The laws are pretty simple, OSHA requires the installation and use of seat belts on lift trucks, and requires that they be in good condition. You’ll note that this inspection is a critical part of our Preventative Maintenance tech sheet.
Quoting OSHA’s CPL 2-1.28A on forklift training standards:
OSHA’s enforcement policy on the use of seat belts on powered industrial trucks is that employers are obligated to require operators of powered industrial trucks that are equipped with operator restraint devices, including seat belts, to use the devices. CSHOs will enforce the use of such devices under Section 5(a)(1) of the OSH Act in accordance with the October 9, 1996 Seat Belt Enforcement Memorandum.
You’d think the law however would take less precedent than common sense. In the event of a tip over the driver is taught to brace himself inside the cab, if not belted in this is going to be difficult, and the likelihood of sever injury is huge. Look at this slide presentation of just one incident that resulted in death.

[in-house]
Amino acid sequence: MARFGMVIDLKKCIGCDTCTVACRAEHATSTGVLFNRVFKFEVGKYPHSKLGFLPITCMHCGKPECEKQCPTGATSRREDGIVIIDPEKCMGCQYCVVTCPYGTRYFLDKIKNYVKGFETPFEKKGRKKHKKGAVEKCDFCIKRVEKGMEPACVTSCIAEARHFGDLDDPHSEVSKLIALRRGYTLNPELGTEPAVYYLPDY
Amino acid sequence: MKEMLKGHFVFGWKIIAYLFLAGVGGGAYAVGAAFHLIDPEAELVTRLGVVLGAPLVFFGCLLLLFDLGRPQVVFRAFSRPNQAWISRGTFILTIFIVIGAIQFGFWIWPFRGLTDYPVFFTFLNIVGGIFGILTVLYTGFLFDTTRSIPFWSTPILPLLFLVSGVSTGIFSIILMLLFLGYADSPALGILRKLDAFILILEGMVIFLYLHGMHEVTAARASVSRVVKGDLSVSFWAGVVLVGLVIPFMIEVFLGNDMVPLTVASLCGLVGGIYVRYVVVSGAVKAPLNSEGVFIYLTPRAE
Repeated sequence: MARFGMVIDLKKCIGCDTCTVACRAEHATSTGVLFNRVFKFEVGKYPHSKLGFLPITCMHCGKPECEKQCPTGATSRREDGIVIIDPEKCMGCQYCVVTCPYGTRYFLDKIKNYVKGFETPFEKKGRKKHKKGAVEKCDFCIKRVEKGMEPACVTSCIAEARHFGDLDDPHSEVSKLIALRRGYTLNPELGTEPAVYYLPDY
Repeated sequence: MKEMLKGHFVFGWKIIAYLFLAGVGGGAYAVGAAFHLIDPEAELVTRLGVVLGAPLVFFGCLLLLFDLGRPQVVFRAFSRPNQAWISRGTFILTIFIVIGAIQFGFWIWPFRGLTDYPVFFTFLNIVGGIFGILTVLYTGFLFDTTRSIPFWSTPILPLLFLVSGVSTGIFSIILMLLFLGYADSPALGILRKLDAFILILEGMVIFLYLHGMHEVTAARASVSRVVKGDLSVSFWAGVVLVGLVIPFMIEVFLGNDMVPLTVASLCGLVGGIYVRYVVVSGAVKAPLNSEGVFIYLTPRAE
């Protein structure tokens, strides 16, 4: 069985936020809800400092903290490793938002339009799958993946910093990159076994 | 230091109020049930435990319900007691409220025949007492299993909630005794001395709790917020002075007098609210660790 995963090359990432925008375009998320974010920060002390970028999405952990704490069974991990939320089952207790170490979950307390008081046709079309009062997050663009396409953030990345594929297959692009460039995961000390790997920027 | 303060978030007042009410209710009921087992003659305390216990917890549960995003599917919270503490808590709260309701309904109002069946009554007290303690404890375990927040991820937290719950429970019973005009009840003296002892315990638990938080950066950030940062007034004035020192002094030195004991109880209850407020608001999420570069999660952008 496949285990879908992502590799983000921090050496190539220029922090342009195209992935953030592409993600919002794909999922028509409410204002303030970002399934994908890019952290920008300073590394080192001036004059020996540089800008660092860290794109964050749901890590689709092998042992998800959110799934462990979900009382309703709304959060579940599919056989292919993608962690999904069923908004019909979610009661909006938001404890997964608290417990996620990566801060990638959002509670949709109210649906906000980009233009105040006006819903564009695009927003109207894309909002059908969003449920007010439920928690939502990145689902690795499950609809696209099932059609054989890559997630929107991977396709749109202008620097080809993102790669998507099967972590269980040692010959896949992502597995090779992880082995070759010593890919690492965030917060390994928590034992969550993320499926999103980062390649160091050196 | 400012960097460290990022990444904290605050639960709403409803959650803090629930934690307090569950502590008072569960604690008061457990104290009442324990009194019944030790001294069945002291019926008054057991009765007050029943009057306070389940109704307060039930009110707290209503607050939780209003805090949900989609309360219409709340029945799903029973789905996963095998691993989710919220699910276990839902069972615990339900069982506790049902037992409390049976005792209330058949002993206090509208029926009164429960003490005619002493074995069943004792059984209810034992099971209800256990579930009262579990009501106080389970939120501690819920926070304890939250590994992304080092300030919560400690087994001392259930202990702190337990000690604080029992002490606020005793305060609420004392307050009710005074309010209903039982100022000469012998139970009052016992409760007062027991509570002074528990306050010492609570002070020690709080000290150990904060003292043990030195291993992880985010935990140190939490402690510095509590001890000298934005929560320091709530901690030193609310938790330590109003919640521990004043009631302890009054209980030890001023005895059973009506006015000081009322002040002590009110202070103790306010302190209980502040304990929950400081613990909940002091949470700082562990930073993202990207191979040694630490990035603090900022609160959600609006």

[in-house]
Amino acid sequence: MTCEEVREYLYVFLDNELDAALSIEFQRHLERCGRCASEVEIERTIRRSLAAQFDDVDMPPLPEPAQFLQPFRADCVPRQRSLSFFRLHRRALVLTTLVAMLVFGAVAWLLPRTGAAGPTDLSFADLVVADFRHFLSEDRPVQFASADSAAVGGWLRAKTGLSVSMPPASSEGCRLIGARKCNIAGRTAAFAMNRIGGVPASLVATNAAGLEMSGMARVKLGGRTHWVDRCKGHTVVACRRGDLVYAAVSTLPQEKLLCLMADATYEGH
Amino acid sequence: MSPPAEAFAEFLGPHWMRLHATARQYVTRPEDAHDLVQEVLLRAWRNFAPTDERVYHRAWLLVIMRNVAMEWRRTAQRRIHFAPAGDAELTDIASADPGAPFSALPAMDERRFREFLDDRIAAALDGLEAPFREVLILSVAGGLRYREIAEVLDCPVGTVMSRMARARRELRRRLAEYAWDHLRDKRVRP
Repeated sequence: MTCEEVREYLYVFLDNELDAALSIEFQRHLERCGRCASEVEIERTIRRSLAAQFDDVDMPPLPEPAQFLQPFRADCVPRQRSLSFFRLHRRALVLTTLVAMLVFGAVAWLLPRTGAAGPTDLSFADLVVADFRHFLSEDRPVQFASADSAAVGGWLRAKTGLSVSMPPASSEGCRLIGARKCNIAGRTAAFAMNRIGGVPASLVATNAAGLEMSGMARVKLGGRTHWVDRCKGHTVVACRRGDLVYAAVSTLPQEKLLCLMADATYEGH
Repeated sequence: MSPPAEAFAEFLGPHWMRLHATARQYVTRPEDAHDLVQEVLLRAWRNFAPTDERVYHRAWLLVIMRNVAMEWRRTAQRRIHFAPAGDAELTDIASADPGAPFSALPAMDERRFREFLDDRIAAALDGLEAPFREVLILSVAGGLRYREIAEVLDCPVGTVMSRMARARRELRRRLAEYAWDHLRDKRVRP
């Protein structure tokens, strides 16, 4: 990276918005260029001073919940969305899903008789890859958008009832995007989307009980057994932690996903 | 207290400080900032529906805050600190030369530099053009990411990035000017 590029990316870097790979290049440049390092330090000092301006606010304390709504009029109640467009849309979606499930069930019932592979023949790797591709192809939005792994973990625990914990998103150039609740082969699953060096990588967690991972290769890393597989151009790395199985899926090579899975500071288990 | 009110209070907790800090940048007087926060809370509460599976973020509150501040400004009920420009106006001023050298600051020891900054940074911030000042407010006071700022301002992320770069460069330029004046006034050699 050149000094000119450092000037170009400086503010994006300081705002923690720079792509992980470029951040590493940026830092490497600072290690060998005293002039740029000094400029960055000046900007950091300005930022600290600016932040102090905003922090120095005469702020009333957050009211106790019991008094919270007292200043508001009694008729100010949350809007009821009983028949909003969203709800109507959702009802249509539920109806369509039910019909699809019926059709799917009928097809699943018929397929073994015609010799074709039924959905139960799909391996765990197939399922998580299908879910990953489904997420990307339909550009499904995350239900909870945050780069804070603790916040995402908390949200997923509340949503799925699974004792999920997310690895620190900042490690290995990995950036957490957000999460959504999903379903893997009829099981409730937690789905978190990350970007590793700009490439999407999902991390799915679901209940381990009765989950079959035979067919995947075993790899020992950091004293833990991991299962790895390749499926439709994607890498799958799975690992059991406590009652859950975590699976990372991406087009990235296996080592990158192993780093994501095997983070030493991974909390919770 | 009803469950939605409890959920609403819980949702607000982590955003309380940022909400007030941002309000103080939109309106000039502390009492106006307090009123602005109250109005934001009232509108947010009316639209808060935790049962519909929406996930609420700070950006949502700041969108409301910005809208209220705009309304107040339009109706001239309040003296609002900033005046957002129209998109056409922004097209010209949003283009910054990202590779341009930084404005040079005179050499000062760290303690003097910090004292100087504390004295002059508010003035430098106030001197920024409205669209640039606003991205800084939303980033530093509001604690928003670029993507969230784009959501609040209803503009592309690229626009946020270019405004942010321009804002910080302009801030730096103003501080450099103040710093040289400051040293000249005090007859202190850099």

There are a lot of things that good operator training will teach drivers to avoid tip overs, the most common being:
- Severe braking
- No chocks used by a truck at the dock, allowing truck to move
- Tilting the mast forward with a raised load
- Load not positioned against the heel of the fork arms
- Lifting loads with a longer load center than specified on the forklift’s data plate
- Operating on a sloping surface
You’ll of course want to work to minimize these, but most importantly and quite simply make certain seat belts are available, that they are not frayed in any fashion, and that you enforce a strict policy that drivers wear them ANY time they are moving the lift further than the length of the truck. With consequences so high, neither you nor your driver wants to run the risk by tempting fate.
Never mind the fines after an accident, most of us would have a difficult time paying the personal consequences for not preventing tragedy in the first place.